By Jeanne Villeneuve *
Peter Hughes**, Chief Executive of the Ministry of Social Development, advised the Government in 2005 that "Section 70 authorises the direct deduction of second-tier earnings related pensions despite the fact that, other than being administered by the state, they have little resemblance to NZ Super."
A double whammy
Ministry officials and clerks refer to the policy as equalising the benefits and not giving advantages to “internationals” over New Zealanders. We feel this is just pretending or not wanting to see what is quite obvious if you look at the situation objectively.
The New Zealand government is not comparing like with like when it abates the CPP against NZ Superannuation. And to doubly disadvantage overseas beneficiaries, it denies people like us the benefit of paying taxes in New Zealand, because pay we do, and often for decades. But when it comes to NZ Superannuation, it turns out we have paid through our nose.
Individuals who ask for benefit reviews have so far been unsuccessful. Their attempts are usually dismissed through three successive channels of appeal. Finally, at High Court level, they are dismissed on the basis of previous cases which have been lost in previous years. This outcome is no surprise because the High Court can only test whether or not the practice is in breach of existing law, and it isn’t. However, this doesn’t mean the law doesn’t need to be changed.
John Carter denies what has been written in 2005
My letter to the respective ministry in Canada and the Canadian High Commissioner here concerning our CPP pension entitlement was sent in early 2009. I did not receive a reply. My letter to John Carter, Minister for Senior Citizens, resulted in a stock answer in May 2009, which only emphasises the importance of amending Section 70 of the New Zealand Social Security Act.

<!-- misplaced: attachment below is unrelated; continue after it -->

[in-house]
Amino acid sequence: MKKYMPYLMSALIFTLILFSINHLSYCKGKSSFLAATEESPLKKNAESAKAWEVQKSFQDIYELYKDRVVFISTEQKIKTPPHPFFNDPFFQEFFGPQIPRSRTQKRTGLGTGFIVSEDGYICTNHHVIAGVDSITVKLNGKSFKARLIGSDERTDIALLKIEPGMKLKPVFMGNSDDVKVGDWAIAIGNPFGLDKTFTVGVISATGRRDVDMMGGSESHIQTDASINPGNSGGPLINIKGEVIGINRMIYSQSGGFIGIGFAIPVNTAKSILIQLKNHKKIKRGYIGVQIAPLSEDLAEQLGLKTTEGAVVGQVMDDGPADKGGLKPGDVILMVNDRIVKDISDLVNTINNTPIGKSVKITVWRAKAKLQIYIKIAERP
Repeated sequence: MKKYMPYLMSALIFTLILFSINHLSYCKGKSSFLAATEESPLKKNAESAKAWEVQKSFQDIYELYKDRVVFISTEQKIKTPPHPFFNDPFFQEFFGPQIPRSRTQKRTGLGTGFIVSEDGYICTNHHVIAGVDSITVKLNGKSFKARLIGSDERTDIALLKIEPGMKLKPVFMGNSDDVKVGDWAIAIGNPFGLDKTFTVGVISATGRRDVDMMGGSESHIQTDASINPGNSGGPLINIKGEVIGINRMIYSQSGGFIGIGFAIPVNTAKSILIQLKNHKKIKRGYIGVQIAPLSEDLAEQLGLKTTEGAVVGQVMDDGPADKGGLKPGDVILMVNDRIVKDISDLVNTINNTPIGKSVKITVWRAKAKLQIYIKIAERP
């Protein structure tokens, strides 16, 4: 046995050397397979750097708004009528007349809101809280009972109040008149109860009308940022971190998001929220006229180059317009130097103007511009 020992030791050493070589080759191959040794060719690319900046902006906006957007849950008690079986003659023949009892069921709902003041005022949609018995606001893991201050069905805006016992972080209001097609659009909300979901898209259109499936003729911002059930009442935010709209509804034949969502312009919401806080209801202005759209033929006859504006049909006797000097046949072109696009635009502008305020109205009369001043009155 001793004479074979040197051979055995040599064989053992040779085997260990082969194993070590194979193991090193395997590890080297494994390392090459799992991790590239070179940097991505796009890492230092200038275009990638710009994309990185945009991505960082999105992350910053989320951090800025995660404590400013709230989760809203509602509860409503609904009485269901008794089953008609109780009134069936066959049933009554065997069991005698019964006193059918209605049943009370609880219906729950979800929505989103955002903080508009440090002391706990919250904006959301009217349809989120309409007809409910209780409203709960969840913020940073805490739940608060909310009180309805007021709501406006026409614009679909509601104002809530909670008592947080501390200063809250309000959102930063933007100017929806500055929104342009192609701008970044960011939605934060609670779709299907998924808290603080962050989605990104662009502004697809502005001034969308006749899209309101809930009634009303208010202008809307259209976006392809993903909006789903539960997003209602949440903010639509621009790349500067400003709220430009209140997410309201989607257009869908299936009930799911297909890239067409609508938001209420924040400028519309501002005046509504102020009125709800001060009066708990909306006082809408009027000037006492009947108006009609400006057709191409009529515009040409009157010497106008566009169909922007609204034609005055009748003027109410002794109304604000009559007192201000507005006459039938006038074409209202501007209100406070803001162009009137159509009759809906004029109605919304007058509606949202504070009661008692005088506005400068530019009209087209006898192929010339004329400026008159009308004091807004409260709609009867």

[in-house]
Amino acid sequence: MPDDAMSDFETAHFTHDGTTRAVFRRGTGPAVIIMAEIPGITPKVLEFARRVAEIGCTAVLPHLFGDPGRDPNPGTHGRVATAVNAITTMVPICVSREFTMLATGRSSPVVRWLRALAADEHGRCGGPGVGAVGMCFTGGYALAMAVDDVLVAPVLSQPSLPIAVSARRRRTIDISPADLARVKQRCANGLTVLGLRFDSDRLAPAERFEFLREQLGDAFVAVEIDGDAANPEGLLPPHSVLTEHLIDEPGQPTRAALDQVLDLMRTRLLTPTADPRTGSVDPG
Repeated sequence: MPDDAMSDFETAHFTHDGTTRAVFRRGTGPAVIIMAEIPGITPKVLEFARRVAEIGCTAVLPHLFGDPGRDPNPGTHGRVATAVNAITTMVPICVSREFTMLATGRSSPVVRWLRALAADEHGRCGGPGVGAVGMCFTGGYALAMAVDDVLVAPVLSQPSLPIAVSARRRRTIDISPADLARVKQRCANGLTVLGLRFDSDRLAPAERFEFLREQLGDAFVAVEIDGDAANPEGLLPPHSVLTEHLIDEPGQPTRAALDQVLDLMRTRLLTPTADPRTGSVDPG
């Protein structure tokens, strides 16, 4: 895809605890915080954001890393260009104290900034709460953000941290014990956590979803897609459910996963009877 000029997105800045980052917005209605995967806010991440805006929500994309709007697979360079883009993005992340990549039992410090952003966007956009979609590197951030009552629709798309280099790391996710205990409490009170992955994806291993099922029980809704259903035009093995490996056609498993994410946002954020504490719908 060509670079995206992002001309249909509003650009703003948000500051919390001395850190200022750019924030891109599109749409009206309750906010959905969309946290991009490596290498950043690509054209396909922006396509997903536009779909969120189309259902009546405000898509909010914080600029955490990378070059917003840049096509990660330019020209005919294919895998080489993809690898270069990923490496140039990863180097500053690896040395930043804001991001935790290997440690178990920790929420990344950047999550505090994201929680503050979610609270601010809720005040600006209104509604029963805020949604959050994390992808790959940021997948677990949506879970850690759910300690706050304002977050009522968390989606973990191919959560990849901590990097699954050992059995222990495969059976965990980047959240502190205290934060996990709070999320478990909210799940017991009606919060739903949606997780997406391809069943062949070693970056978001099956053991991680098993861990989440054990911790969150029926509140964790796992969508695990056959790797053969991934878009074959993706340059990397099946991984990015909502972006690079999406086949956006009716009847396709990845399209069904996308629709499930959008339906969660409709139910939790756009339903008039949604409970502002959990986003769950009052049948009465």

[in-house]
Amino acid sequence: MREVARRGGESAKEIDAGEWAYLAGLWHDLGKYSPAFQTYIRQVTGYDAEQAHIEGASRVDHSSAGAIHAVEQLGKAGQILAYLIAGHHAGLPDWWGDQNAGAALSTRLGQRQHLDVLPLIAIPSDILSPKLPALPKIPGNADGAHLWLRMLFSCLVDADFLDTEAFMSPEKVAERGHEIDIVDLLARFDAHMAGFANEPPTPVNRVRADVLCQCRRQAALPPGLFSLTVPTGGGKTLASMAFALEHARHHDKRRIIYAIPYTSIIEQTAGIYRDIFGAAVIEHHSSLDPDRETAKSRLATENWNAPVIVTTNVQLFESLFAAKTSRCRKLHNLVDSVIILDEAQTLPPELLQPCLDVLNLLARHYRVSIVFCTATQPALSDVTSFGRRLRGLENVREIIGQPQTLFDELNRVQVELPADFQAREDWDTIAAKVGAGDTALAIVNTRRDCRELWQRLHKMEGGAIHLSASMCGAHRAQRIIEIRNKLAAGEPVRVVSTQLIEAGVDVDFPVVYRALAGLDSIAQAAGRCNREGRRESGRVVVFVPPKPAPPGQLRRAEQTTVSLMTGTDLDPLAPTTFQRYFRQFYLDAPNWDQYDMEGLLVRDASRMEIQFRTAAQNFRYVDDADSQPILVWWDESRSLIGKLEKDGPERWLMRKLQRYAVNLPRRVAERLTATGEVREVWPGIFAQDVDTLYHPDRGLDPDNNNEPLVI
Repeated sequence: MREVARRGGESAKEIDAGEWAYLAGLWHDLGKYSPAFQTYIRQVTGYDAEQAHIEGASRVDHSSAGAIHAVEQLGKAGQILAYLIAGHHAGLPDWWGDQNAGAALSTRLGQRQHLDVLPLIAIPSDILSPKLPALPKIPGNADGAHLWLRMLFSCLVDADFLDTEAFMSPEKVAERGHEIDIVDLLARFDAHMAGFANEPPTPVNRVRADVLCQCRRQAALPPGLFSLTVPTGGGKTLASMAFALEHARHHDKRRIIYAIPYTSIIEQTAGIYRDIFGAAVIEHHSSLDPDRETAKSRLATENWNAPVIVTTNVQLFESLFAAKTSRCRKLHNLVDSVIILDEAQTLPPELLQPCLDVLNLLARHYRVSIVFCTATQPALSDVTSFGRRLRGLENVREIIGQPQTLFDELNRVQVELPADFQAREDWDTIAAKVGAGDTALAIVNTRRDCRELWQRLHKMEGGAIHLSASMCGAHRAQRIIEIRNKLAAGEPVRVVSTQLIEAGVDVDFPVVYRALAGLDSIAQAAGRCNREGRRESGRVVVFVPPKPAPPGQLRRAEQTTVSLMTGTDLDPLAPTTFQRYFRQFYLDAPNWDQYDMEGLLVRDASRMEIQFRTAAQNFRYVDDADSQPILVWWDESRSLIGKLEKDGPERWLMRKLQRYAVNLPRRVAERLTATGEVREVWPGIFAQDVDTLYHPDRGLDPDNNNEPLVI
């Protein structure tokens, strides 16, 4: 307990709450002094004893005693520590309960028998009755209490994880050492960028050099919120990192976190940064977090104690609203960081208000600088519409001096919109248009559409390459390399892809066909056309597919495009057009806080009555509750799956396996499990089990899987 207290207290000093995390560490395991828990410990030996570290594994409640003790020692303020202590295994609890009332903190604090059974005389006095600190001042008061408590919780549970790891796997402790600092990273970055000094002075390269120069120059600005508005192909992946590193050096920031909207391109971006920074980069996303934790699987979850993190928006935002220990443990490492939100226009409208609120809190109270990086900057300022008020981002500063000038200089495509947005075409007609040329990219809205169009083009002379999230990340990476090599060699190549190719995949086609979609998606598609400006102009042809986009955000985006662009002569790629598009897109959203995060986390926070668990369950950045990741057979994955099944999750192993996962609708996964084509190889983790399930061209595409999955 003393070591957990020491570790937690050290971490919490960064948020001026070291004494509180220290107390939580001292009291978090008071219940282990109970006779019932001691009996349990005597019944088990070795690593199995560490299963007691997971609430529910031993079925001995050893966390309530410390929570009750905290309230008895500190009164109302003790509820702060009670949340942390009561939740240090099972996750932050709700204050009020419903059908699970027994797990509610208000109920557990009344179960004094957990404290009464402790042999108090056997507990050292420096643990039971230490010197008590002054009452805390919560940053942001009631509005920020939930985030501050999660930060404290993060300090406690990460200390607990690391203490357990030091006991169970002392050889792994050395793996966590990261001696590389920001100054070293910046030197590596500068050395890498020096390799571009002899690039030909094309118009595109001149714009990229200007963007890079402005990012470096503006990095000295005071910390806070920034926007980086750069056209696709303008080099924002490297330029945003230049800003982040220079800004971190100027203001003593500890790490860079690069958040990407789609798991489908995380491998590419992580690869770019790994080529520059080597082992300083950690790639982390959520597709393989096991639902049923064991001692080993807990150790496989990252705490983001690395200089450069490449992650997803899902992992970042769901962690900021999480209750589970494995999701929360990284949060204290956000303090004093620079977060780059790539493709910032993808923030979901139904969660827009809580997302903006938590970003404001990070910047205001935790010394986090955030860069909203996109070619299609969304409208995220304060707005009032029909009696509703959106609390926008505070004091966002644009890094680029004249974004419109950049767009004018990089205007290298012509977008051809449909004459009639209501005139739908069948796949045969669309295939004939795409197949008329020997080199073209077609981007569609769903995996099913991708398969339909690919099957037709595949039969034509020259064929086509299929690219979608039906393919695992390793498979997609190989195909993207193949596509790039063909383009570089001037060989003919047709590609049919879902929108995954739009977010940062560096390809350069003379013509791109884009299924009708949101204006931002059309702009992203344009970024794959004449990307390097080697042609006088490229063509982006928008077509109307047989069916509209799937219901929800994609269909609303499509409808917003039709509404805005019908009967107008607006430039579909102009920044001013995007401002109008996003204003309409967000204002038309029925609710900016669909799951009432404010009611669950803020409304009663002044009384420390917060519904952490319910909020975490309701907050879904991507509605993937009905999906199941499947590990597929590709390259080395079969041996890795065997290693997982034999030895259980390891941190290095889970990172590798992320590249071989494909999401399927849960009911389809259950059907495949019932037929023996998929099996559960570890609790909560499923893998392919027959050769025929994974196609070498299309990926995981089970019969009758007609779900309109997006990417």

He denied the Peter Hughes option of 2005**, which said: "This option is designed to ensure that only overseas pensions that are similar to NZS are deducted." The minister at that time was David Benson-Pope and he signed the Executive Summary. Michael Cullen also was privy to it.
It takes two to tango
As my concerns are obviously falling on deaf ears with New Zealand authorities I have now approached the Canadian High Commission in Wellington. Having read the pension agreement between Canada and New Zealand, it is clear to me that the CPP is identified as part of that agreement, although the benefits refer to those other than the basic entitlement, such as widows, disabilities and other benefits.
Unless the CPP portion is withdrawn, Canadians in New Zealand will continue in the forty-year practice of being disadvantaged because the law courts can only judge on the rightful application of that agreement.
It seems the international agreement is regarded as more important to the governments than the rights of their citizens. Canada can rectify this. My wish, and that of many fellow Canadian citizens, is for Canada to renegotiate the agreement and remove the CPP part from it.
For individuals, it is like a David-and-Goliath situation in which they feel powerless. But after all, wasn’t David successful with just a staff and sling? Today’s Davidian weapons are public opinion and political pressure and we are determined to use them with just as much skill and effect.
* name changed
Two Canadian pensions are deducted from NZ Super: Jeanne Villeneuve has been getting increasingly angry over the years.
“All of our attempts have been hobbled and we have been fobbed off with thinly disguised excuses for maintaining the status quo.”
“The return of our Canadian contributions is now a debt to WINZ!”
“The New Zealand government is not comparing like with like when it abates the CPP against NZ Superannuation.”
“The High Court can only test whether or not the practice is in breach of existing law, and it isn’t. However, this doesn’t mean the law doesn’t need to be changed.”
“It seems the international agreement is regarded as more important to the governments than the rights of their citizens.”
“This is like a David-and-Goliath situation in which individuals feel powerless.”